Yesterday, I had the privilege of testifying before the NJ Senate Health, Human Services and Senior Citizens Committee along with 15 other people for the Birthright Bill that would allow adopted adults equal access to their original birth certificates. You may know by now that the committee voted 9-0, with one abstention, to release the bill to the Senate floor. Our opposition, the NJ Catholic Conference, NJ Right to Life, and ACLU-NJ, elected not to testify, although they did register their opposition to the bill with Committee Chair Senator Joseph Vitale, one of the bill's prime sponsors.
In another post, I'll suggest some measures we might take to express our displeasure with the positions of our opponents. We will also have to enlist impressive numbers of advocates to contact Gov. Chris Christie's office and let him know we care about this legislation.
For now, I'll post a copy of my testimony: please feel free to use any or all of it in your advocacy efforts.
Thank you for the opportunity to testify in favor of this bill today. I would like to address my remarks this afternoon to those of you who may have reservations about this bill. The main question we have to ask ourselves is this: Are adopted adults worthy of respect?
Do we respect them enough to treat them equally by law? And do we respect them enough to trust them to handle their own personal affairs competently?
First comes the equal rights issue. It is unjust to treat an entire group of people differently by law than we treat everyone else. Every other citizen has access to her original birth certificate. I do not, simply because I am an adopted person.
Consider how Martin Luther King Jr. defined an “unjust” law. It is one that a majority inflicts upon a minority, he said, and one with which the majority is not expected to comply. The law is particularly offensive, he said, when the minority that is affected has had no say in designing or enacting the law.
Obviously, we adopted adults had no say in crafting the law that would forever bar us from knowing our own ancestry and DNA. Equal access to our original birth certificates is a classic issue of civil rights, and that is the first part of this issue.
The second part is this: Can we be respected enough to handle our own personal affairs competently? There is a difference between equal access and reunion. Some adoptees search, some don’t, but every adopted adult should be treated just like any other citizen by the law.
Equal rights are equal rights. Reunion is a personal choice. I sought out my first mother 10 years ago because I felt strongly that I had a moral right to do so. I had experienced a serious medical problem, and I am not going to jeopardize my own physical and emotional health, and that of my children and grandchildren, because of an outdated law that makes no sense, factually or morally.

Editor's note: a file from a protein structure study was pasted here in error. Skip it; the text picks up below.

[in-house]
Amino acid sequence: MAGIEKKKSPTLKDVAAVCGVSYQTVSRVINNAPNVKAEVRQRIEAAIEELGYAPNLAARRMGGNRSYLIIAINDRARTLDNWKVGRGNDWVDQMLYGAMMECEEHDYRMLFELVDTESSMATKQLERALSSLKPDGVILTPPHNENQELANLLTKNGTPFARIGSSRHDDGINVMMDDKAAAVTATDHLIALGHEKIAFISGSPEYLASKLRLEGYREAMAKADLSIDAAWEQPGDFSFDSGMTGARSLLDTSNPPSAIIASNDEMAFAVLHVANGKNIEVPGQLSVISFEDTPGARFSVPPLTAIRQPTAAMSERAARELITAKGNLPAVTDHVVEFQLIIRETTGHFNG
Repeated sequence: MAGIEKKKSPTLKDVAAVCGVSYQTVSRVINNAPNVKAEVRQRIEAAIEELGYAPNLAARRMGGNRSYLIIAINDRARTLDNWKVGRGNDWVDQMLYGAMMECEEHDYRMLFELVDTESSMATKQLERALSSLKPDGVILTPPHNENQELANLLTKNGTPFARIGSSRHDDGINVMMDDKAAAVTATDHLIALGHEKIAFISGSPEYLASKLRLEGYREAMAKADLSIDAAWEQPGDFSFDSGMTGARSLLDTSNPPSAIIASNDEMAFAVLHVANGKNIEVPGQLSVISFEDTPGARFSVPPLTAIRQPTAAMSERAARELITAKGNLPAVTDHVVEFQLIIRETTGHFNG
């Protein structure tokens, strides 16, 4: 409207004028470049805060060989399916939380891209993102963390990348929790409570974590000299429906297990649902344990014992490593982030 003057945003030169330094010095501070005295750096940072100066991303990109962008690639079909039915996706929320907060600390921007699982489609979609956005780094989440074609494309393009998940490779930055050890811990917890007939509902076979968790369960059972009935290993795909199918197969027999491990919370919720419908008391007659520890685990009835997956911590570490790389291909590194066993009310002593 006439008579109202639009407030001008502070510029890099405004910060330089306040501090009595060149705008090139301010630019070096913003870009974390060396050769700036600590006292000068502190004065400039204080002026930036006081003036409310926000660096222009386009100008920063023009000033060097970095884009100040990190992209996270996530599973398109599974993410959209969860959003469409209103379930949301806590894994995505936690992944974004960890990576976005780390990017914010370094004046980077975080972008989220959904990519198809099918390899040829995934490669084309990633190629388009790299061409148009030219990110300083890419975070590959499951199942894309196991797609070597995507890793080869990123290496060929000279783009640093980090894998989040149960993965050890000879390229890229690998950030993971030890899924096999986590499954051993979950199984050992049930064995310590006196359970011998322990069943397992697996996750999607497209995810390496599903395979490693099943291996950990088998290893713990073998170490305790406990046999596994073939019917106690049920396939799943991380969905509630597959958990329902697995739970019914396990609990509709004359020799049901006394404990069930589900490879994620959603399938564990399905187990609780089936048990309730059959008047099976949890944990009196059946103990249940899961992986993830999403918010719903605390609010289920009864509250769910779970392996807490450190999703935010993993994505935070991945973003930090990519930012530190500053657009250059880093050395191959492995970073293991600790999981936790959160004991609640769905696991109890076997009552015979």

A private investigator found my first mother quickly -- I had always had my birth name, as it was printed on my adoption decree. (Many adoptees, up to 40 percent, by some estimates, have some identifying information, a fact that shows records were never sealed to protect original parents. They were sealed to protect adoptive families from “unwarranted interference.”)
My daughter, a doctor, prepared a user-friendly medical questionnaire, and I sent it to my first mother along with a personal letter by certified mail. My original mother was one of the few who was not open to a personal meeting or continuing contact. In fact, she was that woman about whom opponents to this bill say they are most concerned.
She filled out and returned the medical questionnaire, and later that week picked up the phone and called me. We had one helpful phone conversation, and that was the end of our contact. Our private past, which we co-own, is no one’s business except for hers and mine. We handled our past like the adults we both are.
There is a difference between basic knowledge, which is a right, and relationship, which is a choice.
To look at adoption as a positive option, we need to make sure that the person who is supposed to be the main beneficiary, the adoptee, is treated fairly and with respect. We need also to make sure that original mothers are treated fairly and with respect.
The data shows clearly that most original mothers do want to know what has happened to their children. We should not be crafting policy to serve the preferences of a very few, and trampling all over the basic rights of the vast majority.
If we looked at adoption in a healthy manner, we would not say, “A woman should be allowed to remain a lifetime secret to her own child.” Instead we would say, “Every adopted child is worthy of truth and respect, and as an adult, should certainly be entitled to equal treatment under the law.”
We would not say, “Adoption must be predicated on secrecy and denial.” Instead we would say, “The truth, however challenging it might be, may well allow all parties a sense of peace, healing and closure.”
In closing, I’ll say, “As an adopted adult, I respect myself. But any law that assigns me to a separate category or burdens me with special provisions does not respect me as an autonomous, capable person.”